Figure 5. Estrogen receptor (ER) signaling. Estradiol can bind to the membrane receptor GPER or can crosses into the cell and binds with cytoplasmic or nuclear ERs of which there are two isoforms (ER α or β). Once bound, ERα or β undergoes a conformational change and dimerizes with another bound ER (forming hetero‐ or homodimers). The complex is transported into the nucleus and binds with estrogen response elements (EREs) in the DNA to initiate transcription of estrogen responsive genes or directly interacts with a transcription factor (TF) such as AP‐1 to initiate transcription of estrogen responsive genes. Once the mRNA is produced, the message is exported back to the soma and the protein is assembled. Adding to the complexity of signaling, coregulators, either coactivators or corepressors, interact with the bound ER to alter gene expression. Bound G‐protein‐coupled estrogen receptor (GPER) activates a second messenger cascade and increases the activity of several kinases, which in turn activate transcription factors to initiate transcription.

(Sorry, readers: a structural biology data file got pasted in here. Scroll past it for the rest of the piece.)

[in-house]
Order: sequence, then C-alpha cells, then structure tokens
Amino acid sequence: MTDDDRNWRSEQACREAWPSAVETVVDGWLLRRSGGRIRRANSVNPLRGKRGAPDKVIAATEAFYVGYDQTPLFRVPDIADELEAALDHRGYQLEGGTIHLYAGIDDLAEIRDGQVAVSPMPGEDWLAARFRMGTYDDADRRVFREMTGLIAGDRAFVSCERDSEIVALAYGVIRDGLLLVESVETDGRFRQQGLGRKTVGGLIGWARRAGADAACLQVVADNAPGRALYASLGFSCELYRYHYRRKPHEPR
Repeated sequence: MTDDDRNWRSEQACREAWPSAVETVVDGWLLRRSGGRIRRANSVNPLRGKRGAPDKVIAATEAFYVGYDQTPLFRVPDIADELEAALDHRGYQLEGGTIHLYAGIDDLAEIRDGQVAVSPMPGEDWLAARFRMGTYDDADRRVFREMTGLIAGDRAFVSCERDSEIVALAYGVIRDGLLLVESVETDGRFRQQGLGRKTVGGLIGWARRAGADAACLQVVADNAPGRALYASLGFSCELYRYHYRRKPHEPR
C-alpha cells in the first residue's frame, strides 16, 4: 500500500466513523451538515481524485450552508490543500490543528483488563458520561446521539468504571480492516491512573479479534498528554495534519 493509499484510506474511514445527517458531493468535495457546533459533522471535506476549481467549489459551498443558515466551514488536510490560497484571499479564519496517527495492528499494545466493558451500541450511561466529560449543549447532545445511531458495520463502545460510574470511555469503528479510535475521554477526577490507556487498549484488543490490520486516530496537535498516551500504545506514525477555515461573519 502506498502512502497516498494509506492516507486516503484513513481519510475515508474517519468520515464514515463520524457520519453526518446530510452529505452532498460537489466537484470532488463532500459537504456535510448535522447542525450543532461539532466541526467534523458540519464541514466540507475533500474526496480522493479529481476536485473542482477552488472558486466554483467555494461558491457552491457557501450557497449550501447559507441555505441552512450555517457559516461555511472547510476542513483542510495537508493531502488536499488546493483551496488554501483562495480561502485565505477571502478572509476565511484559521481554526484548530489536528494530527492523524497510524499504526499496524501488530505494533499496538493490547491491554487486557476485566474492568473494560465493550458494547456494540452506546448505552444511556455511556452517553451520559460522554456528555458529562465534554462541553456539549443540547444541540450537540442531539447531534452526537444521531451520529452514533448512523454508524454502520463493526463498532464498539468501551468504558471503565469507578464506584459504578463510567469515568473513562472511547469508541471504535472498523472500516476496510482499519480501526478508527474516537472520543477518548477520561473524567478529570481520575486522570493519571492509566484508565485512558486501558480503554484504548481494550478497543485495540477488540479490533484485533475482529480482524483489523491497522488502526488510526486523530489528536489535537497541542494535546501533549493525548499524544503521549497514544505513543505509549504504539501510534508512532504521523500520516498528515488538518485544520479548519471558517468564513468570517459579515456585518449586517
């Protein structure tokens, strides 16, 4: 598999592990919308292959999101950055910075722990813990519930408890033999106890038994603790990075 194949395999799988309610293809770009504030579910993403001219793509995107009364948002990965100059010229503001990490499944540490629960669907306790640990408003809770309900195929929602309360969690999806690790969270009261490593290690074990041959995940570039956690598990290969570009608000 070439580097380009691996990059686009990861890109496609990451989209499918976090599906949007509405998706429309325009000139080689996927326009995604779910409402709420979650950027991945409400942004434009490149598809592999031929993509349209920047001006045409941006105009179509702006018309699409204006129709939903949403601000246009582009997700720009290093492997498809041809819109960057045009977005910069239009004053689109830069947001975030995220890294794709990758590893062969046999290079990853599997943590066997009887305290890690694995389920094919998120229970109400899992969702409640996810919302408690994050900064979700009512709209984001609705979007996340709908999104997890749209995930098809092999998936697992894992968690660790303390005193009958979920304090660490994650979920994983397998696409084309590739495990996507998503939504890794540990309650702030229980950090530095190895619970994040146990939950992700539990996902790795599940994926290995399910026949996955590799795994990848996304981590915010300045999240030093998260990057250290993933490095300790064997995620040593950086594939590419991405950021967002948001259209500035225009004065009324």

Figure 6. Classic genomic response of the androgen receptor (AR). Testosterone crosses into the soma of the cell and binds with and AR. Once bound, the AR undergoes a conformational change and dimerizes with another bound AR. The complex is transported into the nucleus and binds with and ARE to initiate transcription of androgen responsive genes. Once the mRNA is produced, the message is exported back to the soma and the protein is assembled.
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Dwayne K. Hamson, Meighen M. Roes, Liisa A. M. Galea. Sex Hormones and Cognition: Neuroendocrine Influences on Memory and Learning. Compr Physiol 2016, 6: 1295-1337. doi: 10.1002/cphy.c150031